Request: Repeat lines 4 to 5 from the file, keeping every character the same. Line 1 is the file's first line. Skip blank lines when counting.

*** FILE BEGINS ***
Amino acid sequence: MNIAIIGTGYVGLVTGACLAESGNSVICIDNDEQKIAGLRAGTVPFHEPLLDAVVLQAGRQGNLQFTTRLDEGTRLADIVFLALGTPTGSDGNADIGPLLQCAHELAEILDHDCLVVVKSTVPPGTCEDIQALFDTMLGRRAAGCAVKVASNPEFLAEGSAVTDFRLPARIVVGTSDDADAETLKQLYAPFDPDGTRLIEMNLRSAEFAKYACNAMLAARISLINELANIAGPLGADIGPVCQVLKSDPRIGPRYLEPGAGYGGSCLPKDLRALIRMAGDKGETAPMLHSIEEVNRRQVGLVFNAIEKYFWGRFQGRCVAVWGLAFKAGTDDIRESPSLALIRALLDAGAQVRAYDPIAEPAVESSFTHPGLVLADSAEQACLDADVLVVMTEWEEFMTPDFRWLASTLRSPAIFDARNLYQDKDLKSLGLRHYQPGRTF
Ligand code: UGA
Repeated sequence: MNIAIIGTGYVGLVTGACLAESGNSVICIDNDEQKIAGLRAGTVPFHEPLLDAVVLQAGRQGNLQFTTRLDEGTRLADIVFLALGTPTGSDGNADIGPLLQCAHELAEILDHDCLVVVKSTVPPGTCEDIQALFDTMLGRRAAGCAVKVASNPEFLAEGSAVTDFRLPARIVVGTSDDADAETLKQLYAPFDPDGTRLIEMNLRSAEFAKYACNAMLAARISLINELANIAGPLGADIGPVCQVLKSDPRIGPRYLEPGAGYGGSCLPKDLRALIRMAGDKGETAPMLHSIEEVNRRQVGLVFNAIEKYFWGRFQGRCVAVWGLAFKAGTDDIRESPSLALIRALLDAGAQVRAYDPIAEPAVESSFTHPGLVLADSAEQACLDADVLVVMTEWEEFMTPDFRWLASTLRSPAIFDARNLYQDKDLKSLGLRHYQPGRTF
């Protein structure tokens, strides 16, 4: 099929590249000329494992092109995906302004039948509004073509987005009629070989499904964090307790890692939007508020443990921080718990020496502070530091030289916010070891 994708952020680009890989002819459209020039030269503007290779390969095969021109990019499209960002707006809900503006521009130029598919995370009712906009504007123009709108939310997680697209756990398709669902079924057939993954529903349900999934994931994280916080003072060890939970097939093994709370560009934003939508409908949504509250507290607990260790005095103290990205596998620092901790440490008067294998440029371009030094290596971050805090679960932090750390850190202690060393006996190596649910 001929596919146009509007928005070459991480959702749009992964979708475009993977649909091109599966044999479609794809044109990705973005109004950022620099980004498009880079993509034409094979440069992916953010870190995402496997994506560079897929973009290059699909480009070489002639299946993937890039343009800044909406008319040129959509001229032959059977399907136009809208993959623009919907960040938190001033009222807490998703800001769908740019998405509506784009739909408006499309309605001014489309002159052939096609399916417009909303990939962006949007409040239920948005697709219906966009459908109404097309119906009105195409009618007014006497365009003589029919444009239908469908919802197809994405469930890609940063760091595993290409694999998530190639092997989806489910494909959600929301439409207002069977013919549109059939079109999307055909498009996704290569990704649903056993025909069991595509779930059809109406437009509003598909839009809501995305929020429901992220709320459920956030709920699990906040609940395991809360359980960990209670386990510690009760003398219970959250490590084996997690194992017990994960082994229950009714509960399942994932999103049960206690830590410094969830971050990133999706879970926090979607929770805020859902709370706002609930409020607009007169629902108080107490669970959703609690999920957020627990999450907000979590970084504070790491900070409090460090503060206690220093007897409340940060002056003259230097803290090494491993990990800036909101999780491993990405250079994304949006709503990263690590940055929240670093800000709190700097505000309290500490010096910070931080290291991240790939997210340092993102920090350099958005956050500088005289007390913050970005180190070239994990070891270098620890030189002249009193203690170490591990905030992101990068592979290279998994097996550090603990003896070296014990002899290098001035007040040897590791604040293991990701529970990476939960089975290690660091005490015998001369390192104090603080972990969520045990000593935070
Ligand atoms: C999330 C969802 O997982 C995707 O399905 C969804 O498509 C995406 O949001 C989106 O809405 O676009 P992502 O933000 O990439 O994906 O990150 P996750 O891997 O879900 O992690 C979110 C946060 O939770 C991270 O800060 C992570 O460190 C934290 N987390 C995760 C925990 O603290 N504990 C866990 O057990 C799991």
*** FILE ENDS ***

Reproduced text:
């Protein structure tokens, strides 16, 4: 099929590249000329494992092109995906302004039948509004073509987005009629070989499904964090307790890692939007508020443990921080718990020496502070530091030289916010070891 994708952020680009890989002819459209020039030269503007290779390969095969021109990019499209960002707006809900503006521009130029598919995370009712906009504007123009709108939310997680697209756990398709669902079924057939993954529903349900999934994931994280916080003072060890939970097939093994709370560009934003939508409908949504509250507290607990260790005095103290990205596998620092901790440490008067294998440029371009030094290596971050805090679960932090750390850190202690060393006996190596649910 001929596919146009509007928005070459991480959702749009992964979708475009993977649909091109599966044999479609794809044109990705973005109004950022620099980004498009880079993509034409094979440069992916953010870190995402496997994506560079897929973009290059699909480009070489002639299946993937890039343009800044909406008319040129959509001229032959059977399907136009809208993959623009919907960040938190001033009222807490998703800001769908740019998405509506784009739909408006499309309605001014489309002159052939096609399916417009909303990939962006949007409040239920948005697709219906966009459908109404097309119906009105195409009618007014006497365009003589029919444009239908469908919802197809994405469930890609940063760091595993290409694999998530190639092997989806489910494909959600929301439409207002069977013919549109059939079109999307055909498009996704290569990704649903056993025909069991595509779930059809109406437009509003598909839009809501995305929020429901992220709320459920956030709920699990906040609940395991809360359980960990209670386990510690009760003398219970959250490590084996997690194992017990994960082994229950009714509960399942994932999103049960206690830590410094969830971050990133999706879970926090979607929770805020859902709370706002609930409020607009007169629902108080107490669970959703609690999920957020627990999450907000979590970084504070790491900070409090460090503060206690220093007897409340940060002056003259230097803290090494491993990990800036909101999780491993990405250079994304949006709503990263690590940055929240670093800000709190700097505000309290500490010096910070931080290291991240790939997210340092993102920090350099958005956050500088005289007390913050970005180190070239994990070891270098620890030189002249009193203690170490591990905030992101990068592979290279998994097996550090603990003896070296014990002899290098001035007040040897590791604040293991990701529970990476939960089975290690660091005490015998001369390192104090603080972990969520045990000593935070
Ligand atoms: C999330 C969802 O997982 C995707 O399905 C969804 O498509 C995406 O949001 C989106 O809405 O676009 P992502 O933000 O990439 O994906 O990150 P996750 O891997 O879900 O992690 C979110 C946060 O939770 C991270 O800060 C992570 O460190 C934290 N987390 C995760 C925990 O603290 N504990 C866990 O057990 C799991």